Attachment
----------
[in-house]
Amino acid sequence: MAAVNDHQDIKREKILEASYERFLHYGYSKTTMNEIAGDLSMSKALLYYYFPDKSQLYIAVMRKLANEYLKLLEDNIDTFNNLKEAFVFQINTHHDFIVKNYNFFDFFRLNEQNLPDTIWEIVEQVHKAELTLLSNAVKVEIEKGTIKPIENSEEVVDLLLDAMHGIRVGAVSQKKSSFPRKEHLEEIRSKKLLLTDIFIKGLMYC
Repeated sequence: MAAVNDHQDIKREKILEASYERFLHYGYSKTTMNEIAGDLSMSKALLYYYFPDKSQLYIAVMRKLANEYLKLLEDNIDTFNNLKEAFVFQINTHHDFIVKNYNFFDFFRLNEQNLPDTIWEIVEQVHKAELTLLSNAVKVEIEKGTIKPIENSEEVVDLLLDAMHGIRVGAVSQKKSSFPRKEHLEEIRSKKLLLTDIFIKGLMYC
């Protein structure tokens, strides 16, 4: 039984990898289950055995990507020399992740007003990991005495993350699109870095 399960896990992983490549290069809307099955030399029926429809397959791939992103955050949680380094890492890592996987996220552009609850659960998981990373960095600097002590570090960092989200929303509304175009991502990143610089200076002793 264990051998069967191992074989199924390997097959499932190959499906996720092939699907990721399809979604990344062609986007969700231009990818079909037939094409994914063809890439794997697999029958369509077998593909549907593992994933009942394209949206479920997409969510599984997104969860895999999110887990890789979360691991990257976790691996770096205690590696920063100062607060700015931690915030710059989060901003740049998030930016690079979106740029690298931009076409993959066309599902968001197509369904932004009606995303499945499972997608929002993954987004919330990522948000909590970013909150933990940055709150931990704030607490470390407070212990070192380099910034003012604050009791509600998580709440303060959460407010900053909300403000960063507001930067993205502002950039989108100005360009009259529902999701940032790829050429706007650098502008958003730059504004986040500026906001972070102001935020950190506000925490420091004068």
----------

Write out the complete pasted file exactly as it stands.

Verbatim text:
[in-house]
Amino acid sequence: MAAVNDHQDIKREKILEASYERFLHYGYSKTTMNEIAGDLSMSKALLYYYFPDKSQLYIAVMRKLANEYLKLLEDNIDTFNNLKEAFVFQINTHHDFIVKNYNFFDFFRLNEQNLPDTIWEIVEQVHKAELTLLSNAVKVEIEKGTIKPIENSEEVVDLLLDAMHGIRVGAVSQKKSSFPRKEHLEEIRSKKLLLTDIFIKGLMYC
Repeated sequence: MAAVNDHQDIKREKILEASYERFLHYGYSKTTMNEIAGDLSMSKALLYYYFPDKSQLYIAVMRKLANEYLKLLEDNIDTFNNLKEAFVFQINTHHDFIVKNYNFFDFFRLNEQNLPDTIWEIVEQVHKAELTLLSNAVKVEIEKGTIKPIENSEEVVDLLLDAMHGIRVGAVSQKKSSFPRKEHLEEIRSKKLLLTDIFIKGLMYC
């Protein structure tokens, strides 16, 4: 039984990898289950055995990507020399992740007003990991005495993350699109870095 399960896990992983490549290069809307099955030399029926429809397959791939992103955050949680380094890492890592996987996220552009609850659960998981990373960095600097002590570090960092989200929303509304175009991502990143610089200076002793 264990051998069967191992074989199924390997097959499932190959499906996720092939699907990721399809979604990344062609986007969700231009990818079909037939094409994914063809890439794997697999029958369509077998593909549907593992994933009942394209949206479920997409969510599984997104969860895999999110887990890789979360691991990257976790691996770096205690590696920063100062607060700015931690915030710059989060901003740049998030930016690079979106740029690298931009076409993959066309599902968001197509369904932004009606995303499945499972997608929002993954987004919330990522948000909590970013909150933990940055709150931990704030607490470390407070212990070192380099910034003012604050009791509600998580709440303060959460407010900053909300403000960063507001930067993205502002950039989108100005360009009259529902999701940032790829050429706007650098502008958003730059504004986040500026906001972070102001935020950190506000925490420091004068």